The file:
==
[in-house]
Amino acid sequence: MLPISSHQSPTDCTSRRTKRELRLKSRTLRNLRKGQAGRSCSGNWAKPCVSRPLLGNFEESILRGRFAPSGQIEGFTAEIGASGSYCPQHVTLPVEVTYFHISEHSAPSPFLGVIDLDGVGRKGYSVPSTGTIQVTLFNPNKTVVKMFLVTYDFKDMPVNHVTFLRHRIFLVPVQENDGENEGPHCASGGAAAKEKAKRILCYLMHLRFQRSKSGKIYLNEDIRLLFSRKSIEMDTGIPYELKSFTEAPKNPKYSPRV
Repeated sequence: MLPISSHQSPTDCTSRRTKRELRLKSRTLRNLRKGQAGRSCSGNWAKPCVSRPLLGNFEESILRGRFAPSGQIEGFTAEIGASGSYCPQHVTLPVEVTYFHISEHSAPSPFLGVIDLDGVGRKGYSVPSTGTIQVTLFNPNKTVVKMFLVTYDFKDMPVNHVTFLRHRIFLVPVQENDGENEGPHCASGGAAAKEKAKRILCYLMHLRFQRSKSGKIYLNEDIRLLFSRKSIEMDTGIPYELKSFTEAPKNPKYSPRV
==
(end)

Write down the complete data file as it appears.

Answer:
[in-house]
Amino acid sequence: MLPISSHQSPTDCTSRRTKRELRLKSRTLRNLRKGQAGRSCSGNWAKPCVSRPLLGNFEESILRGRFAPSGQIEGFTAEIGASGSYCPQHVTLPVEVTYFHISEHSAPSPFLGVIDLDGVGRKGYSVPSTGTIQVTLFNPNKTVVKMFLVTYDFKDMPVNHVTFLRHRIFLVPVQENDGENEGPHCASGGAAAKEKAKRILCYLMHLRFQRSKSGKIYLNEDIRLLFSRKSIEMDTGIPYELKSFTEAPKNPKYSPRV
Repeated sequence: MLPISSHQSPTDCTSRRTKRELRLKSRTLRNLRKGQAGRSCSGNWAKPCVSRPLLGNFEESILRGRFAPSGQIEGFTAEIGASGSYCPQHVTLPVEVTYFHISEHSAPSPFLGVIDLDGVGRKGYSVPSTGTIQVTLFNPNKTVVKMFLVTYDFKDMPVNHVTFLRHRIFLVPVQENDGENEGPHCASGGAAAKEKAKRILCYLMHLRFQRSKSGKIYLNEDIRLLFSRKSIEMDTGIPYELKSFTEAPKNPKYSPRV